Home Community News Ryerson Provides Updates on Progress of University Renaming Advisory Committee

Ryerson Provides Updates on Progress of University Renaming Advisory Committee

The shortlisted names will focus on places and concepts aligned with the university’s values

by Sydney Ingram
The discussion was hosted by University Advisory Renaming Committee members Jennifer Simpson and Tanya De Mello Caption: (Courtesy: Ryerson University)

A virtual conversation about the renaming of Ryerson University streamed today with updates on the timeline and criteria for shortlisted names.

The conversation included Ryerson’s provost and vice-president, academic and chair of the University Renaming Advisory Committee Jennifer Simpson, as well as assistant dean for student programming, development and equity at the Lincoln Alexander School of Law Tanya (Toni) De Mello, who also serves as vice-chair of the committee.

De Mello announced that a shortlist of names will be presented to Ryerson president Mohammed Lachemi in the coming weeks, although the shortlist will not be announced to the wider Ryerson community to vote on.

“We want a name that unifies our community so as a result we’re not going to make the shortlist public before so people can vote on it,” De Mello explained. “It’s not about popularity, it’s about a name that unifies our committee and reflects our values and aspirations.”

Following a survey sent to the Ryerson community earlier this year that garnered nearly 30,000 responses, De Mello says the responses generally favoured a name that represents places and concepts rather than specific individuals. 

According to Simpson, the shortlist, which was created based on survey responses as well as the 2200 anonymous name suggestions and additional 400 names suggested by a private firm, focuses on key considerations such as diversity of perspective and alignment with the university’s vision. The name will also be subject to whether it can be owned and abbreviated.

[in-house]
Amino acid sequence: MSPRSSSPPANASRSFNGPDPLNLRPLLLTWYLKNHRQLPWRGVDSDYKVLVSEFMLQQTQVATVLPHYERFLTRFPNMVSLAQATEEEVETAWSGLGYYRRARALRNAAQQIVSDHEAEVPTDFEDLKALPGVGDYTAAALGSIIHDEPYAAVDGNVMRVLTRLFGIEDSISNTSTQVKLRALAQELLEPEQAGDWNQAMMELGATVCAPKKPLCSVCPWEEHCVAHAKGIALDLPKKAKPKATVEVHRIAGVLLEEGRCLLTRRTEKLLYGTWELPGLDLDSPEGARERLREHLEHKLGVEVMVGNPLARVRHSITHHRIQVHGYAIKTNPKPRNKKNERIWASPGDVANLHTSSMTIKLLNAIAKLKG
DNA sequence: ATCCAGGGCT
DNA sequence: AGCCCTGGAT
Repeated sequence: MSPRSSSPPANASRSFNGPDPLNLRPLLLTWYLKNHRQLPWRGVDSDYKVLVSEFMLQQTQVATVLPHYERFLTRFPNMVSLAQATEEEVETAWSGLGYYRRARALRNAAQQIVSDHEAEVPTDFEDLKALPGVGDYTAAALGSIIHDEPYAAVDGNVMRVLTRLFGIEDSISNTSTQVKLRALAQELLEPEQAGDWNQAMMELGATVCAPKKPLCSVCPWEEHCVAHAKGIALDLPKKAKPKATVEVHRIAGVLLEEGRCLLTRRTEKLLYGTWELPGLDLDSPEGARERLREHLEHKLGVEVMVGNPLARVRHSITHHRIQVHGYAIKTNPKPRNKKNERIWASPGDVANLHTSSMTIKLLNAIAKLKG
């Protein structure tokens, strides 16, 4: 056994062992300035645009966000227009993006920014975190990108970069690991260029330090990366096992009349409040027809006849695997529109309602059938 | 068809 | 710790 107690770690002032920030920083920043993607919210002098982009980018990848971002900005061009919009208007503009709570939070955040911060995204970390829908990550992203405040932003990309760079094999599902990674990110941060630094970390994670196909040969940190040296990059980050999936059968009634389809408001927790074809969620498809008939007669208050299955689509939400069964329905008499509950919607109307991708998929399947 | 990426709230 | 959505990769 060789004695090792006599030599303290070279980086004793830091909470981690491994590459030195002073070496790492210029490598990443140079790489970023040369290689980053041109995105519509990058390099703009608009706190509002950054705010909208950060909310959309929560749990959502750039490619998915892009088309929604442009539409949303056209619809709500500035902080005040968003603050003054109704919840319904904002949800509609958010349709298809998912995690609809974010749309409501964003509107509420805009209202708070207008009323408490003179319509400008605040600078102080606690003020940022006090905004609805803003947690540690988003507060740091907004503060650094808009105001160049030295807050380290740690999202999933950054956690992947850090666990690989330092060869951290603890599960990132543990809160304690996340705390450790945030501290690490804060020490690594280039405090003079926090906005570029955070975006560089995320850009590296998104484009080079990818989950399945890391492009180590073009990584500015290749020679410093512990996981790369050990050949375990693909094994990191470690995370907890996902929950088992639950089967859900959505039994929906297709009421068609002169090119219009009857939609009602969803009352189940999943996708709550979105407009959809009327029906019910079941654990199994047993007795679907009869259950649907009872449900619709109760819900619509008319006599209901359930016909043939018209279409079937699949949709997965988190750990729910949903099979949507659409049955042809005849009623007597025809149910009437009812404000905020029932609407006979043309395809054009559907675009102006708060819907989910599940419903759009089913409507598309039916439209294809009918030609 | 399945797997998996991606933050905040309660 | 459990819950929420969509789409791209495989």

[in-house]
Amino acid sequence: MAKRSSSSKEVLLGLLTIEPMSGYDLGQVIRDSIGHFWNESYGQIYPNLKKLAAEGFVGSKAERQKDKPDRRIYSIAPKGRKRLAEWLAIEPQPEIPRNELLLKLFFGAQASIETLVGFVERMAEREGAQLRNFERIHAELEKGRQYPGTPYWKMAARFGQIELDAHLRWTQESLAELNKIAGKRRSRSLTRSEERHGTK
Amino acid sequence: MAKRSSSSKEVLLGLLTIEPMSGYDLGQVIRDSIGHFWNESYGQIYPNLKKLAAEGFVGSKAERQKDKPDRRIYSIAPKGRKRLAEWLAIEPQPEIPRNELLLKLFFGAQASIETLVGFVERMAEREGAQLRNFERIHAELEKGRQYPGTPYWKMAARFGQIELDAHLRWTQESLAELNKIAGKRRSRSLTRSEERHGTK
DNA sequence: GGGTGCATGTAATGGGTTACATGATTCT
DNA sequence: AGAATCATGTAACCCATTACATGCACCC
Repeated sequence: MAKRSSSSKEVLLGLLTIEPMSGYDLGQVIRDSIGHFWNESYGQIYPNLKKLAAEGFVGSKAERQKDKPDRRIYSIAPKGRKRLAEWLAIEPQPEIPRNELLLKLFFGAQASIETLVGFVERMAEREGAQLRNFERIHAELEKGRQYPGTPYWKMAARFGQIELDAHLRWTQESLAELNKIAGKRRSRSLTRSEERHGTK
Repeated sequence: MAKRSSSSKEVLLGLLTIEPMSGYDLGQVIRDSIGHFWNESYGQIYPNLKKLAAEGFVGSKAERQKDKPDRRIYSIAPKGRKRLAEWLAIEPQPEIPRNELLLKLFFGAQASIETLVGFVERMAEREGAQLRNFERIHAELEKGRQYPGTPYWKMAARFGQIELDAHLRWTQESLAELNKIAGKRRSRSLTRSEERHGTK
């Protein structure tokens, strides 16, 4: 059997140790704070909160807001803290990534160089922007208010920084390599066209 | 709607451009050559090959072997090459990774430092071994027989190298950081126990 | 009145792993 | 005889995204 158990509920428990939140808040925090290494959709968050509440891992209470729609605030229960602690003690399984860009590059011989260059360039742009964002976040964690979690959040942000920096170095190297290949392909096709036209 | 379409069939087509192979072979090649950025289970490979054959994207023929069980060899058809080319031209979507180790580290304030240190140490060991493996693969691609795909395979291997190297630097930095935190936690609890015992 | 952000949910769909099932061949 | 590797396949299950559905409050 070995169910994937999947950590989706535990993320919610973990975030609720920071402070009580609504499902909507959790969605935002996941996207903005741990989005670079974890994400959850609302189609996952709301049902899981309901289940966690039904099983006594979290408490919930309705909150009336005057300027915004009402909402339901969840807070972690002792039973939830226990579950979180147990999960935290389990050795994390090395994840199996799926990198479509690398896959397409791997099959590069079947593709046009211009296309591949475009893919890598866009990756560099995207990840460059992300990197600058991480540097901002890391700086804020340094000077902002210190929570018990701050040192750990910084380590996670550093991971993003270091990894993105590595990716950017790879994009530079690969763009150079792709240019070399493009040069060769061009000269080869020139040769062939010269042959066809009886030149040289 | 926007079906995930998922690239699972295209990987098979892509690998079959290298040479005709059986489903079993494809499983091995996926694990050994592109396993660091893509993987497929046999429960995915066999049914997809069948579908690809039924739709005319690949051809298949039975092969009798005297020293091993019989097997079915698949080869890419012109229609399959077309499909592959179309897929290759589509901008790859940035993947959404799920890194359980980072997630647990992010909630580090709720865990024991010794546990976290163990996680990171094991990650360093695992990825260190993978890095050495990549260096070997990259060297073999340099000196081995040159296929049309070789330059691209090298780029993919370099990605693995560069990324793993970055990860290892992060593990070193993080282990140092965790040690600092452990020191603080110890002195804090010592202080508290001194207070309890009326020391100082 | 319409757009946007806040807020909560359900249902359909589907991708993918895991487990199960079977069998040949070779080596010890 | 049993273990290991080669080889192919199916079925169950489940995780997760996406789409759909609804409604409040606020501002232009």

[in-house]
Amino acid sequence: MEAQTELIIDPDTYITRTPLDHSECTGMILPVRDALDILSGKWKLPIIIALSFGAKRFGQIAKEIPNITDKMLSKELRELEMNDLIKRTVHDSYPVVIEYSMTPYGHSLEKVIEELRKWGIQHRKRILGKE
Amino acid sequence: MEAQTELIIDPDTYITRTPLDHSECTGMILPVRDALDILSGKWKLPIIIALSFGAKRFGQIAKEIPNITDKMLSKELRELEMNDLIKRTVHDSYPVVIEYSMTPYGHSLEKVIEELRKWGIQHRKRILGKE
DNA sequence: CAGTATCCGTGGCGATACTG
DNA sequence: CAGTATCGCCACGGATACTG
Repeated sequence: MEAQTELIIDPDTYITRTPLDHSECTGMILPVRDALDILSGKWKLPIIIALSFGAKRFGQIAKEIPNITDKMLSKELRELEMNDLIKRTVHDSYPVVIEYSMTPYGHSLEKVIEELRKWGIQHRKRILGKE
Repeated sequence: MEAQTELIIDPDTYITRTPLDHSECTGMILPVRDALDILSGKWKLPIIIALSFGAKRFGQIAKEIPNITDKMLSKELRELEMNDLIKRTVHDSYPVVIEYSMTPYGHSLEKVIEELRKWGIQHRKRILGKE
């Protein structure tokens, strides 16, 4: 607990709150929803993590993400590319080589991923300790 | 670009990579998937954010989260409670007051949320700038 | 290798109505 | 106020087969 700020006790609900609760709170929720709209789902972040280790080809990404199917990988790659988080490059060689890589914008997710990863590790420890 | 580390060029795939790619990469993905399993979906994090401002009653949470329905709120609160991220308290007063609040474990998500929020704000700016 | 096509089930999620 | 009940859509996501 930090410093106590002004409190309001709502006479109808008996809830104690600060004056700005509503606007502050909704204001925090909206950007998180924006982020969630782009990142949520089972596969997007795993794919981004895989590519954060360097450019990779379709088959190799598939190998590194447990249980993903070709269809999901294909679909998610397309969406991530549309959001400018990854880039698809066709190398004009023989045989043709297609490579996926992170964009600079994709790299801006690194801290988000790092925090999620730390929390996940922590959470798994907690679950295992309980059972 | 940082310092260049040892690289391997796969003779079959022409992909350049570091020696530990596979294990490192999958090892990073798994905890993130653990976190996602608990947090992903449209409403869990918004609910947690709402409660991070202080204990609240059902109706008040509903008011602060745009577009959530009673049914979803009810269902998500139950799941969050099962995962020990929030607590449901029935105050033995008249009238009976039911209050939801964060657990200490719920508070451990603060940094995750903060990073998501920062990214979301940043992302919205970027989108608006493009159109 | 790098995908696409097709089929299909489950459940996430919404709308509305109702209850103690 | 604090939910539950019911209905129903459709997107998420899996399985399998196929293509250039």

“This name is grounded in Ryerson saying ‘we’re going to show up to that hard question,’” Simpson explained, “and how can we think about our name going forward in ways that make room for everyone at Ryerson to feel a connection with and reflect our values and aspirations?”

The renaming will be done in a phased manner, to compensate for the legal complexities of the change in name, as well as rebranding signs, logos and merchandise. The university is still unsure of whether it will be dropping the “Rams” branding from its sports teams. However, current colour schemes, fonts and brandings will remain the same.

While diplomas issued at the spring 2022 convocation will still have the Ryerson name on them, graduates will be able to apply for a new diploma with the updated name once it is announced.

“It’s integral to remember that thinking about this renaming, it’s about Ryerson and our current name, and it’s so much about where we want to go,” Simpson explained. “It’s also about the diversity of this community and honouring the values that we have been holding for years.”

Sydney is a fourth-year journalism student at Ryerson University originally from Kelowna, BC. A passionate storyteller, she is especially interested in sharing stories in the arts, wellness, and lifestyle. Following her journalism degree, she plans to pursue a career in the museum and heritage sector, where she hopes to combine her love of both history and media to help tell stories of the past to a modern society.

This article may have been created with the use of AI software such as Google Docs, Grammarly, and/or Otter.ai for transcription.

You may also like